South Korea: Lesbian couple welcomes child in historic first
A lesbian couple in South Korea have welcomed their first child via IVF in a historic milestone for the country’s LGBTQ+ community.
Couple Kim Kyu-jin and Kim Sae-yeon became proud parents to their daughter Rani on 30 August, with Kyu-jin making history as the first openly gay Korean woman to give birth, the Korea Herald reported.
While South Korea has not yet legalised same-sex marriage, and sperm banks in the country are only accessible to heterosexual married couples, the pair were able to tie the knot in New York in 2019, and receive IVF treatment in Europe.
While Kyu-jin was working in France, the country experienced a shortage of sperm donors, so the couple opted to undergo IVF in Belgium.
“I wanted to get [IVF] in France, where I was working at the time. But as France legalised fertility treatments for lesbian and single women, there was a sperm shortage. They said I would have to wait for more than a year and half. I was just stunned,” Kim Kyu-jin told the Korea Herald.
The couple added that as their marriage is not recognised in South Korea, Sae-yeon has no legal parental rights, and is ineligible for parental leave.
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Kyu-jin said: “There are so many types of parents in Korea who are marginalised from the majority. Not just lesbians, but low-income parents, parents with physical disabilities, multicultural families, divorced families and single parents.
“Should we all be banned from raising children? Discrimination against specific groups makes a society discriminatory as a whole.”
Kim Kyu-jin and Kim Sae-yeon have said that they hope by telling their story, they can prove to the country how “ordinary” same-sex couples are.
“The reason why people are conservative, or even defensive [against] queer people is because they are not seen or heard in their daily lives,” Kyu-jin told the newspaper.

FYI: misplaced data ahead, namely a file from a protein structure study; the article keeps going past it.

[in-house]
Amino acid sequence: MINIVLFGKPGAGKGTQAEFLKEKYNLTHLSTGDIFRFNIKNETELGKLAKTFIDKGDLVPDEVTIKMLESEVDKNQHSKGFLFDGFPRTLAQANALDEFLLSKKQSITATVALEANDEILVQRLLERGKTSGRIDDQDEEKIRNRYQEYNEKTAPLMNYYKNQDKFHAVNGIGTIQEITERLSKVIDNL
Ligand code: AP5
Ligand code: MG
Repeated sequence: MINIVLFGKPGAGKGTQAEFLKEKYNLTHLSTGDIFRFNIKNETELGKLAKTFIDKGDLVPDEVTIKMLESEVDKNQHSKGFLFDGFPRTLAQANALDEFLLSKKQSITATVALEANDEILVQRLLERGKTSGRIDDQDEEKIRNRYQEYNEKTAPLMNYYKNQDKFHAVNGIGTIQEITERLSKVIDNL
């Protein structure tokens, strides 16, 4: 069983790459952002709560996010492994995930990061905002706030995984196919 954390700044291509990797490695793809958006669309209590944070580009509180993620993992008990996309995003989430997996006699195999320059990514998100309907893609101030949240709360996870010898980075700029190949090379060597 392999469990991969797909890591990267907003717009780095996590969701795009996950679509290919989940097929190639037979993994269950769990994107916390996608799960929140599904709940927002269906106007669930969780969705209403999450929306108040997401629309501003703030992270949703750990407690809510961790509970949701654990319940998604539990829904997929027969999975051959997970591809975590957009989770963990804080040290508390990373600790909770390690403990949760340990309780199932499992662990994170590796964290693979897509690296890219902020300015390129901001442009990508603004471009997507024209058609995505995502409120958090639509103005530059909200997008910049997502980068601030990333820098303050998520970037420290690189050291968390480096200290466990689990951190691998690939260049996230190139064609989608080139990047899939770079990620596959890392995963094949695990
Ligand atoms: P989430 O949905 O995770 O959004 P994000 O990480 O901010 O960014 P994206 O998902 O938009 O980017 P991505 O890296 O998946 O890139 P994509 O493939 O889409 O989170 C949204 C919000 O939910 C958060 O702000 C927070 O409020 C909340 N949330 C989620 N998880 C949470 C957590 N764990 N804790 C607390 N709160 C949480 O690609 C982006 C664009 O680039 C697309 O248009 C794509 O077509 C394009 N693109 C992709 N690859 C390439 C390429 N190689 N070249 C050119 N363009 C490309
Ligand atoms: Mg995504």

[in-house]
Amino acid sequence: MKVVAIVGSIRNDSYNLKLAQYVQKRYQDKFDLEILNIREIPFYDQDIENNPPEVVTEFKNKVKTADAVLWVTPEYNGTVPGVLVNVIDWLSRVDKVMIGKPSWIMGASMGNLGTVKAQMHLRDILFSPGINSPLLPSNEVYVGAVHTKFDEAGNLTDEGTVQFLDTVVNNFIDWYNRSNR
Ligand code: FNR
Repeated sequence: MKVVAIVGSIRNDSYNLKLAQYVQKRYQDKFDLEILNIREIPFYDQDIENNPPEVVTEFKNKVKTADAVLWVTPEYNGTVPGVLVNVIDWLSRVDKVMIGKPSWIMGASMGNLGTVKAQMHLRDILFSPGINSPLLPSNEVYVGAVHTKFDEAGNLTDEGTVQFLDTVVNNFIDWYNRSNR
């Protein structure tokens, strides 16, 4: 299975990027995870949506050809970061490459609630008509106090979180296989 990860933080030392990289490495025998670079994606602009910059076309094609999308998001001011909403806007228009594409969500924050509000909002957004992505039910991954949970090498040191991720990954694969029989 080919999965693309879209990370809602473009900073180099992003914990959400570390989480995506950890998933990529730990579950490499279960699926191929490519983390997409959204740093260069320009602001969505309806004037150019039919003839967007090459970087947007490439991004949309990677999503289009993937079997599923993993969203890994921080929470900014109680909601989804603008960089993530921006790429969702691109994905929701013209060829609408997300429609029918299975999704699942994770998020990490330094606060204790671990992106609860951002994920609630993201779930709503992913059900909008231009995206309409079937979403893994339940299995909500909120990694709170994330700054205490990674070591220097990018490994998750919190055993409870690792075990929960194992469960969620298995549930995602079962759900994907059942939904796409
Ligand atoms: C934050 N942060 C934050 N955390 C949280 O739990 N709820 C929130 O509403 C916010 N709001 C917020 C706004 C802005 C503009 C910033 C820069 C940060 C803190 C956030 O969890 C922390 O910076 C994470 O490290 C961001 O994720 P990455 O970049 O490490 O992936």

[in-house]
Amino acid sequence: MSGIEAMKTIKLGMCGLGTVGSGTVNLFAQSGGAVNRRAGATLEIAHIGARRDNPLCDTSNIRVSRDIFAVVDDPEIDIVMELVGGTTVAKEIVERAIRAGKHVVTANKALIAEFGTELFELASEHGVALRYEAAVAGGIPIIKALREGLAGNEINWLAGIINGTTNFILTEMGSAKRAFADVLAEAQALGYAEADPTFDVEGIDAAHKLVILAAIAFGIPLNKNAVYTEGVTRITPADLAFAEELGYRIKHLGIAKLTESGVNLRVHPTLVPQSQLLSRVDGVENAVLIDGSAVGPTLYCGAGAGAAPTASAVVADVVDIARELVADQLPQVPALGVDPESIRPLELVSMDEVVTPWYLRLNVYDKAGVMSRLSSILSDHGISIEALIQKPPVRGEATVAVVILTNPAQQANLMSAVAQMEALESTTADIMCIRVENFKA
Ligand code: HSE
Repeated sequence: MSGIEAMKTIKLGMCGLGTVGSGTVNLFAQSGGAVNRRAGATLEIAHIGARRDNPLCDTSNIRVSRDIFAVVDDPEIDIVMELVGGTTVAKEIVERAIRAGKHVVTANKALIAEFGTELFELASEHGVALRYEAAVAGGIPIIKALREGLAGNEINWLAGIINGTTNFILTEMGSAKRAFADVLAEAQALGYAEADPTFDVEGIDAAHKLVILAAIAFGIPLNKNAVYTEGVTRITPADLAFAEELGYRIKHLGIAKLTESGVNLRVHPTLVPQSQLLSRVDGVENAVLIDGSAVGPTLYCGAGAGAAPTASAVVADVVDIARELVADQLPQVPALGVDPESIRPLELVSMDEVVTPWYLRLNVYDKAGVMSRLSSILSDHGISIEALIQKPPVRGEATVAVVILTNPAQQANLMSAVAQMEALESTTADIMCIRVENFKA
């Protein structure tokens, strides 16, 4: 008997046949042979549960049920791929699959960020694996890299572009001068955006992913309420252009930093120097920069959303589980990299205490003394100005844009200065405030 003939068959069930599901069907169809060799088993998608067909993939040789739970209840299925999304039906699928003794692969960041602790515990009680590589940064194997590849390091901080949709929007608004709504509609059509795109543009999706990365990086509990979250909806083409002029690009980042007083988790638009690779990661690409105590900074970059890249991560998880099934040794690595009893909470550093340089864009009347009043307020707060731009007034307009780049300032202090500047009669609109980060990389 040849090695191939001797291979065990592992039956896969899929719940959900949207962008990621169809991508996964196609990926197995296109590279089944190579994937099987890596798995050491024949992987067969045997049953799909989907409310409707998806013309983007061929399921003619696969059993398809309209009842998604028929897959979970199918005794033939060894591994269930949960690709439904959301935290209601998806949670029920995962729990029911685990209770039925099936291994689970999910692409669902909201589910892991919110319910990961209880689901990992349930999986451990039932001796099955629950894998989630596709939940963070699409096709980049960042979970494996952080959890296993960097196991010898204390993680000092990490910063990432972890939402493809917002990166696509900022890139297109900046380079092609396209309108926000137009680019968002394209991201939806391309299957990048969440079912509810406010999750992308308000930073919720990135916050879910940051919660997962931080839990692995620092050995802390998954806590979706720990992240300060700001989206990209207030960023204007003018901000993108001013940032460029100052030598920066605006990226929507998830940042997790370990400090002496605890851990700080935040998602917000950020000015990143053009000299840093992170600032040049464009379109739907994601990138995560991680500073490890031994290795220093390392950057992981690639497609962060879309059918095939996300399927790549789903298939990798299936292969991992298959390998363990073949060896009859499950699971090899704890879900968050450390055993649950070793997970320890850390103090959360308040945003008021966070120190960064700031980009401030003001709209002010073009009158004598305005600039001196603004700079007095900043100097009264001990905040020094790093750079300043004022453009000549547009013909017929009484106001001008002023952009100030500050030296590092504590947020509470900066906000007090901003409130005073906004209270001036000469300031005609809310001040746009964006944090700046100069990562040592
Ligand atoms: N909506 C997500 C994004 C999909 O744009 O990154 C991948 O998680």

“If I speak out and show the world how ordinary I am, then wouldn’t people become more understanding of the fact that there is really very little that separates us and them?”
She added that she hopes South Korean society will become more accepting of same-sex couples before their child enters school.
“Korea is such a fast-changing country. Just as my father told me, this will become something that is not so unusual to people by then. He said that 30 years ago, people with the same last name couldn’t get married,” she added.
South Korea recognised same-sex couples for the first time in February, by allowing them to have the same health insurance rights as heterosexual couples.
The landmark ruling came after Seoul’s High Court found a health insurer owed coverage to the spouse of one of its customers, after the company withdrew it after finding out the couple was gay.
“This is an important decision that moves South Korea closer to achieving marriage equality,” Amnesty International’s east Asia researcher, Boram Jang, said at the time.
“There is still a long way to go to end discrimination against the LGBTQ+ community, but this ruling offers hope that prejudice can be overcome.”
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